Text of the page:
Networking: 6 tips to do it right

By Emma Smith 20 March 2017

With global development professionals always on the lookout for ways to find new funding opportunities, share resources, bring in extra expertise and partner with other organizations, networking is a skill worth developing. Photo by:

Networking is an important part of any job search strategy. It can be key to learning more about the organizations and people you want to work with, finding out about job openings and meeting the people who make hiring decisions. However, networking isn’t just something you should do when you are in the market for a new job. Maintaining a network can help advance your career in many ways, for example, forging new funding and partnership opportunities or sharing resources and expertise. If you only rely on your network when you need a job, you are missing out on many of the benefits and will likely turn off those who think you are only in it for yourself.

Here are six tips for becoming a networking master.

1. Build relationships

Networking is about building relationships with people who can help you and who you can help. Like all relationships, it takes work. So don’t expect to ask someone for a job the first time you meet. Networking isn’t just about meeting new people, either. You should also consider people within your existing network of contacts, perhaps former colleagues or old classmates who work in the sector and could be worth reaching out to.

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2. Network in different ways

You don’t necessarily have to attend career events, receptions, and happy hours and exchange business cards to be networking. While it does often help to meet people face-to-face, networking can be done online and allow you to engage with and maintain relationships with other global development professionals from afar. Given that many global development jobs require frequent travel or posts overseas, social media may be your main method of networking with others in the sector. If you are in this situation, read our nine networking tips for field based global development professionals.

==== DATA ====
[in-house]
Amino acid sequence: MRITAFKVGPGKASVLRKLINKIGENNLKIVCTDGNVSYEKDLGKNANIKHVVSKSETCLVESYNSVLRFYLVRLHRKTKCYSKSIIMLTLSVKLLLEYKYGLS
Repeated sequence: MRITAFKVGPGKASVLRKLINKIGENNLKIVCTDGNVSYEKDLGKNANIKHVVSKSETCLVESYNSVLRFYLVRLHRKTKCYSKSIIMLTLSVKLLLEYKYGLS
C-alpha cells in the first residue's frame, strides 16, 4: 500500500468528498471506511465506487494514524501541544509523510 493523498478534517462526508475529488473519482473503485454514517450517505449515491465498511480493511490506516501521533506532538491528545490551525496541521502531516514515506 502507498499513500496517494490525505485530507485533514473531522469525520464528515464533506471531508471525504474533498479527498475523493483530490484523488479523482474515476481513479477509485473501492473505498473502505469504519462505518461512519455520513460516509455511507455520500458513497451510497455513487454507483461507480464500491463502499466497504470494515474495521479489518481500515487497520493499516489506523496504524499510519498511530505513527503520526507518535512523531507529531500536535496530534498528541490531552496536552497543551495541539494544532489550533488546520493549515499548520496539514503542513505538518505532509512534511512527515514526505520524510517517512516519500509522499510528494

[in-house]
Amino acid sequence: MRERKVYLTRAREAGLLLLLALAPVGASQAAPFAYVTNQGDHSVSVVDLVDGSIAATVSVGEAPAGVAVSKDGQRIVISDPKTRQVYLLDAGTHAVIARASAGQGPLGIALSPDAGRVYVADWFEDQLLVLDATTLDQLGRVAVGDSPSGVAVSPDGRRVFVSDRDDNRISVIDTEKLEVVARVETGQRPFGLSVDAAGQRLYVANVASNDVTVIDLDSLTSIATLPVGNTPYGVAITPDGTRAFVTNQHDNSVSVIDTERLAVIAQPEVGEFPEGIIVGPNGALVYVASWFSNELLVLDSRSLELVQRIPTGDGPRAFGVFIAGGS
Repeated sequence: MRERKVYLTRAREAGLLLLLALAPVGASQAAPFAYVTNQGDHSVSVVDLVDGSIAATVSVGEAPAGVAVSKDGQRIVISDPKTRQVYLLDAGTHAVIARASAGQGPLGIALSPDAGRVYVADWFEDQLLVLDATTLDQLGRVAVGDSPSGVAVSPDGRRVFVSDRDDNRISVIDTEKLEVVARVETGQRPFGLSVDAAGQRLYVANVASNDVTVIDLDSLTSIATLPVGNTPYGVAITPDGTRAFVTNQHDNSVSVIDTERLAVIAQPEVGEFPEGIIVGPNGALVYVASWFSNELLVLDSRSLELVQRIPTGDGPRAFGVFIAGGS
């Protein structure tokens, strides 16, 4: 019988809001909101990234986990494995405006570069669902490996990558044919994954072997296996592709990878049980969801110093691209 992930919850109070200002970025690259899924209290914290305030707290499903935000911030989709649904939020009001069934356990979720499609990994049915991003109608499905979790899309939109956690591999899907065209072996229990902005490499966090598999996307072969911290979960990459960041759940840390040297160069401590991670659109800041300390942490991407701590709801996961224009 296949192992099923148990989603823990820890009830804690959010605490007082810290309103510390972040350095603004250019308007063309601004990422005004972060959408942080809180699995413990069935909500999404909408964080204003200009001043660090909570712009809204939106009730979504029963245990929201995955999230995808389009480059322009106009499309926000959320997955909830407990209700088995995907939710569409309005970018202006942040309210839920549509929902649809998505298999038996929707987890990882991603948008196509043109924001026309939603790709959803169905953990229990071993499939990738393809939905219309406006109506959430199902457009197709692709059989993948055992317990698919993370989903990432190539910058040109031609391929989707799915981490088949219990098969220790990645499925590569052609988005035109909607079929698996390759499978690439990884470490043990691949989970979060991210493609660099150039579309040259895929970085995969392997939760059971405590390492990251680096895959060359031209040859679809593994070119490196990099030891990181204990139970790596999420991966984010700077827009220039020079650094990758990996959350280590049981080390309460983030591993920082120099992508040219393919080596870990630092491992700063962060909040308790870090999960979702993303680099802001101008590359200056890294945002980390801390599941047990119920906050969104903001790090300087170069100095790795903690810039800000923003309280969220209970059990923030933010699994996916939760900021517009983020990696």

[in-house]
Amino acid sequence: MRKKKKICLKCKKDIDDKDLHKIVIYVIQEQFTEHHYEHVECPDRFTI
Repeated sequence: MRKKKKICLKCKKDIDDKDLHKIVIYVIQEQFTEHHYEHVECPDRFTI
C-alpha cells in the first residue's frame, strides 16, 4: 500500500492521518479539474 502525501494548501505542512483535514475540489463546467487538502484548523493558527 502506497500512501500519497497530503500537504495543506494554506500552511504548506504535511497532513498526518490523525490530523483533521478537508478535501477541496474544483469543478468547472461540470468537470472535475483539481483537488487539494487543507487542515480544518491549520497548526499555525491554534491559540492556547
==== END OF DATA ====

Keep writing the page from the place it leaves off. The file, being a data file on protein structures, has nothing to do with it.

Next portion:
3. Know your purpose and have a plan

You should always know why you are at the networking event in the first place. Acknowledging your purpose for being there will help you to have more meaningful conversations. Are you hoping to find out about new job openings with an NGO? Do you want to give your business card to a recruiter or chat with a particular project manager to find out more about their recent projects? You should also be ready to sum up, in just a few sentences, who you are, what you do, and who you help. If you are a job seeker, be prepared to summarize what kind of position you looking for and how your previous roles or experiences have prepared you for this.

4. Do your homework

Just as you would prepare for an interview, make sure you are well informed before attending any networking events. Do some research beforehand to find out if there will be any guest speakers and what kind of professionals or organizations might be there. If there is someone in particular you want to chat with, make sure you know a bit about their background and the type of projects they are involved in. Have a few well thought-out questions or talking points ready for when you meet them.

5. Listen

While you should be prepared to talk about yourself, don’t get carried away. Networking is about building relationships, which requires meaningful conversations, listening and learning about others. This can be your chance to find out the ways in which you could be of service to an organization or collaborate on a particular project.

If you are a shy person, not sure how to sell yourself, or just find the idea of striking up conversations with strangers completely nerve-wracking, read our guide to networking for people who dread networking.

6. Follow up

If you made a good connection with someone, follow up with them relatively quickly. Reach out to them via email or LinkedIn and mention your conversation. Share with them any interesting research, articles or blogs you might have discussed and suggest meeting for a coffee to continue the conversation.

No matter if you're a recent graduate looking for your first job in the field or an executive level professional looking for your next leadership challenge, Career Navigator offers articles, reports, videos and online events to help guide you on the first step, or next step, of your professional journey. Where do you want to go?

About the author

Emma Smith

Emma Smith is a reporting and communications associate at Devex, based in Barcelona. She focuses on bringing the latest career and hiring trends, tips, and insights to our global development community. Emma has a background in journalism and, in addition to writing for news publications, has worked with organizations focusing on child rights and women’s rights in sustainable development.

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